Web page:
On the user account, do as we did with the computer account a moment ago, scroll down and select the Attribute Editor tab. Scroll through the list of attributes until you locate the msDS-PrimaryComputer attribute then click the Edit button. Right-click in Value to Add box and select Paste from the context menu to paste in the DN of the computer then select the Add button.

Click OK to close the Multi-Valued String Editor dialog then click OK to exit out of the user account properties. Your work here is done.

Implementing Primary Devices Using PowerShell

Out of the box, there is actually no neat way of implementing Primary Devices using PowerShell. To do it, we have to plug a few Cmdlets together. Firstly, get the attributes for the computer and store them in an object. $Computer = Get-ADComputer Computer1 (where Computer1 is the name of the computer). Next, we map the computer that we just stored in the $Computer object to the user. Set-ADUser User1 -Add @{‘msDS-PrimaryComputer’ = “$Computer”} (where User1 is the name of the user). With those two Cmdlets out of the way, the partnership between the user and the computer should now be done, but we can verify this with the following Cmdlet. Get-ADUser User1 -Properties msDS-PrimaryComputer

Configuring Folder Redirection and Roaming Profiles

Now that we’ve setup Primary Computer attributes for some users, it would probably be a good idea if our Group Policy settings for Roaming Profile and Folder Redirection actually honoured these settings and only transferred out the data to the users’ primary computers. The setting for Folder Redirection is available as both a User Setting and a Computer Setting in Group Policy whereas the Roaming Profile setting is only available as a Computer Setting. Because of the fact you can’t apply both of these policy settings from a single policy if you decide to use user targeting, my advice is to apply this as a computer policy. It makes good sense to keep these two settings together as it means you can see that you are applying the Primary Computer setting to both roaming profiles and folder redirection in one view and it means you can give your Group Policy Object a meaningful name like Primary Computer Roaming Settings or the like.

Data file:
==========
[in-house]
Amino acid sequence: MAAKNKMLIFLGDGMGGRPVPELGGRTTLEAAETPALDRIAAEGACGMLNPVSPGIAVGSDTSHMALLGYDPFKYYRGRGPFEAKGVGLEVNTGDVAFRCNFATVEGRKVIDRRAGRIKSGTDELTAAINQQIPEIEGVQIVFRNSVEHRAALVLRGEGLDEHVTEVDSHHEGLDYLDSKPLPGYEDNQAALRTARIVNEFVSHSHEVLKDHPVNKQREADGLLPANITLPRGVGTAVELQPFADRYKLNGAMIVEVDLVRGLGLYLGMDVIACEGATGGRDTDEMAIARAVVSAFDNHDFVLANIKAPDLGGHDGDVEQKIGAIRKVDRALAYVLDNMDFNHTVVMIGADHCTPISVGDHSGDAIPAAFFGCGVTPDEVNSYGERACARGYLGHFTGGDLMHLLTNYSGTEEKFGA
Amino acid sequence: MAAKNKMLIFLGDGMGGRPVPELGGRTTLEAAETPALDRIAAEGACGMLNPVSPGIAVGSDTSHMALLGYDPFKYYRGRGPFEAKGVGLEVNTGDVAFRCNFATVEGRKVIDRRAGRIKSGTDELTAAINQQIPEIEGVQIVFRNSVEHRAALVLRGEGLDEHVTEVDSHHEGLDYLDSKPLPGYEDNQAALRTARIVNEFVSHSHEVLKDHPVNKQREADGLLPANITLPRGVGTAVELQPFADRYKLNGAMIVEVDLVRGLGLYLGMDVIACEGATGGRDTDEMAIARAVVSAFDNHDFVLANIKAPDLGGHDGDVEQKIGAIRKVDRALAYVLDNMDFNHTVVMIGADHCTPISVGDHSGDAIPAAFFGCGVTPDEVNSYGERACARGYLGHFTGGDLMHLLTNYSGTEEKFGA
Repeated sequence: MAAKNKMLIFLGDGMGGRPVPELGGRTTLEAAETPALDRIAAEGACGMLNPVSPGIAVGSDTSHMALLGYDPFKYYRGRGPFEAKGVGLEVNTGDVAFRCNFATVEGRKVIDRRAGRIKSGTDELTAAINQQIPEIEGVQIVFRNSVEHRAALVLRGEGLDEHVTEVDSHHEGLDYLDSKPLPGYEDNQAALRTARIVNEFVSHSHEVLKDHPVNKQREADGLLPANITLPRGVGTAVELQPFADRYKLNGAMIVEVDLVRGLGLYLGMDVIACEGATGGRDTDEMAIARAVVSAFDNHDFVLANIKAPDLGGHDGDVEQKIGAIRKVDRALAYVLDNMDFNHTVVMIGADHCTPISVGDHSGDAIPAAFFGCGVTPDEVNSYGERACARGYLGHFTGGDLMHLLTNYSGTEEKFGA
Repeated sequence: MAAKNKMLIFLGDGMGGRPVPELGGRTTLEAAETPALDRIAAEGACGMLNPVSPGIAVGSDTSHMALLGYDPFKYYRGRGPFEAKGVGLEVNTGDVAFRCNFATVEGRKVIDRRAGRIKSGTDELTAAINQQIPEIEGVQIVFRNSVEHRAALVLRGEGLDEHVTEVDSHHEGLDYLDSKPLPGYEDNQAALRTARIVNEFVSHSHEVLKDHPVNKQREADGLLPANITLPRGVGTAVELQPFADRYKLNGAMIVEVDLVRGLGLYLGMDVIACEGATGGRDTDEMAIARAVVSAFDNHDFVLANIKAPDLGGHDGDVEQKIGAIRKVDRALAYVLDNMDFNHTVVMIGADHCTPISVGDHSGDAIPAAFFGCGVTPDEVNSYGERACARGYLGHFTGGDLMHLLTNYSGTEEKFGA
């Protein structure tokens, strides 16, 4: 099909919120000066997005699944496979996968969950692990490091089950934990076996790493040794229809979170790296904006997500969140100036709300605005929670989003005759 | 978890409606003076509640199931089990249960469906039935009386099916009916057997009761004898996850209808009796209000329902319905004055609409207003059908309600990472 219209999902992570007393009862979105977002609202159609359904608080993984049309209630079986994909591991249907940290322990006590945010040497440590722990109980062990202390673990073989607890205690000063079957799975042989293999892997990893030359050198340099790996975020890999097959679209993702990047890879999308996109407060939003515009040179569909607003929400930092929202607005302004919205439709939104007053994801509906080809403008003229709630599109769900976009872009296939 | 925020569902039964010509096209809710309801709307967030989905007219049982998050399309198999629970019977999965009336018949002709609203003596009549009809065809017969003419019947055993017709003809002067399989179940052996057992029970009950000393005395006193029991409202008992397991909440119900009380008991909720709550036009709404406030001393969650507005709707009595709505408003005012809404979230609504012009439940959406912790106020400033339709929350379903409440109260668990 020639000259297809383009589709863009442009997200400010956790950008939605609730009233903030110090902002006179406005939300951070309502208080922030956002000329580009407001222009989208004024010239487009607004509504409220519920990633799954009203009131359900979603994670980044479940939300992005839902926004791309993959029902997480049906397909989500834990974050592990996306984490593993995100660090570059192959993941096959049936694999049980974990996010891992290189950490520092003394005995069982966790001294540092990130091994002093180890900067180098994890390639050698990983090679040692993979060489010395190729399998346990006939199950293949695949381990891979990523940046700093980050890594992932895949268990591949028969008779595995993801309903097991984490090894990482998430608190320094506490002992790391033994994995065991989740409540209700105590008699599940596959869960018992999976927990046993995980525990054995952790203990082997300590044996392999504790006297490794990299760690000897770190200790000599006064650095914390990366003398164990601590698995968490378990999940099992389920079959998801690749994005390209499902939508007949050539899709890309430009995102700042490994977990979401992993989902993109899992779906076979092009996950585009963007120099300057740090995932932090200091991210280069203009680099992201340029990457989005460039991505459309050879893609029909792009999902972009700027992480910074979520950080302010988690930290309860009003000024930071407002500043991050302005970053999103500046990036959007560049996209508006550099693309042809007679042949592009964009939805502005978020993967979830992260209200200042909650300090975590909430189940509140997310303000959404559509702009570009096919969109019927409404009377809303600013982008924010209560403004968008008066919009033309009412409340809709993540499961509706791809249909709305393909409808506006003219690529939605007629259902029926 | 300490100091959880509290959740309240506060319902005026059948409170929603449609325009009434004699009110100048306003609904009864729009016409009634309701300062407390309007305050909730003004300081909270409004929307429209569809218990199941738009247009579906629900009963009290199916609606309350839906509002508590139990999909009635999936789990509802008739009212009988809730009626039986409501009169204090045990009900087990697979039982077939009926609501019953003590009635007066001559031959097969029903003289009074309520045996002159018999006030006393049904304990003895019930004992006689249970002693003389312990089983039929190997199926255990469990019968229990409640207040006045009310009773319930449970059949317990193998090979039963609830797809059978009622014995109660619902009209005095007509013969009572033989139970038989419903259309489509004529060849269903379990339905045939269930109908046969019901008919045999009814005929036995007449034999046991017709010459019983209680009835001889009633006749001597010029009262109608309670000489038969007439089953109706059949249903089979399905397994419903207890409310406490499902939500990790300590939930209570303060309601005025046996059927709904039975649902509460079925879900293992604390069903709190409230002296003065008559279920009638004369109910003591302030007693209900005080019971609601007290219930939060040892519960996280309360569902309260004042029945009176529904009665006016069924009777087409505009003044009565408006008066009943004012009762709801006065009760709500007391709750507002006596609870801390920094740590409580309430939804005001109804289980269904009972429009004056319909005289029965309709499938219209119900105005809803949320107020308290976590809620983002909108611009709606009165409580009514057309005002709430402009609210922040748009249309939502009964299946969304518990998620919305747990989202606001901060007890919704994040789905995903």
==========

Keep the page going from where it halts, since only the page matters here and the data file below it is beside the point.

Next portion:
From the Group Policy Management Console, navigate to the Computer Configuration > Administrative Templates > System. From the System node, you will find the Folder Redirection and User Profiles nodes.

Inside the Folder Redirection node, enable the Redirect folders on primary computers only policy setting. Inside the User Profiles node, enable the Download roaming profiles on primary computers only setting.

richardjgreen

Richard works as a Cloud Consultant for Fordway Solution where his primary focus is to help customers understand, adopt and develop with Microsoft Azure, Office 365 and System Center. Richard Green is an IT Pro with over 15 years' of experience in all things Microsoft including System Center and Office 365. He has previously worked as a System Center consultant and as an internal solutions architect across many verticals. Outside of work, he loves motorbikes and is part of the orange army, marshaling for NGRRC, British Superbikes and MotoGP. He is also an Assistant Cub Scout Leader.